Not only a Sugar Thing
Raised sugar levels are a direct link to Diabetes, but new research is also pointing to the fact that too much red meat in your diet is also a healthhazard, and can increase your risk of getting Diabetes (Type 2).
During a recent study that consisted of 100,000 individuals, the people that consumed red meat four times a week increased their risk of developing Diabetes by 50% (over the next four year follow up). Processed meats such as, lunch meats, bacon and hot dogs were on the top of the list linking meat consumption with the raised risk of Diabetes.
The individuals in this same study that ate less red meat in their weekly diet plan had their risk of a getting drop by more than 12% (the follow up period was ten years).
Typically, red meat is high in fat and calories and individuals that are significantly overweight are more than likely to develop Type 2 Diabetes. Expert researchers are confident that consuming large quantities of red meat, not matter what your weight is, is a contributing factor of Type 2 Diabetes.
One possible theory is that individuals that consume red meat regularly may put their body at risk for insulin resistance by having too much iron.
Nitrosamines (found in processed meats) can possible cause damage to the pancreas cells that are a contributing factor in producing insulin. More research is needed in this area to more clearly understand this connection.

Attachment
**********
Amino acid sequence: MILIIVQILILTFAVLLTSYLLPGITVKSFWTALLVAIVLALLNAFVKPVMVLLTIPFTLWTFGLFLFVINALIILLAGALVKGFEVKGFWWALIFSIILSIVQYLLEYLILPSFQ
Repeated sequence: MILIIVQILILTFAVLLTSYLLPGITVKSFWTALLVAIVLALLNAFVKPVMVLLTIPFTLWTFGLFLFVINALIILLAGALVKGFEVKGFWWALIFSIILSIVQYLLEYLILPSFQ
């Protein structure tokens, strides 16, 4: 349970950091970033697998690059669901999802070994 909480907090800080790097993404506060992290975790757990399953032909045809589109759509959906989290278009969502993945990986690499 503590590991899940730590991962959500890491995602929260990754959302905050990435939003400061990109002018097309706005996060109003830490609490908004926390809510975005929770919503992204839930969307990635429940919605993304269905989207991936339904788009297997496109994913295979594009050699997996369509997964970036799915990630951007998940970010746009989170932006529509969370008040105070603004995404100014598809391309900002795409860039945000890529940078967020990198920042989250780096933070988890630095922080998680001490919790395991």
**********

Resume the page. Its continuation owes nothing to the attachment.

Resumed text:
Enjoying an occasion hotdog at a family BBQ or at a ballgame is fine; we are only encouraging that red meat be part of a well-balanced diet that is full of fruits and vegetables. Also, it is best to choose the leanest cuts of red meats, such as round steaks and sirloin tips (which have lower saturated fats) and to avoid rib eye cuts. Excessive amounts of saturated fats in the body increases inflammation within the body, and this increases the risk of diabetes and heart disease.
A three ounce portion of a lean meat will provide the body with essential nutrients, such as zinc and protein for only a mere 150 calories a serving.
More than 25 million U.S. Citizens have full blown diabetes (that is close to 10 percent of the population),and close to 80 million more American have been diagnosed with pre-diabetes. On average, American citizens consume more than one hundred pounds (forty five kilograms) of red meat during a 12 month period and this is considered to be excessive.
Complications associated with Diabetes include: strokes, vision and hearingimpairment, damage to nerves and failure of the kidneys. Also, when glucose is excessive in the body, oral problems can occur and blood pressure is also raised.
With this scary list, it is conceivable that individuals want to take every precaution available to avoid diabetes.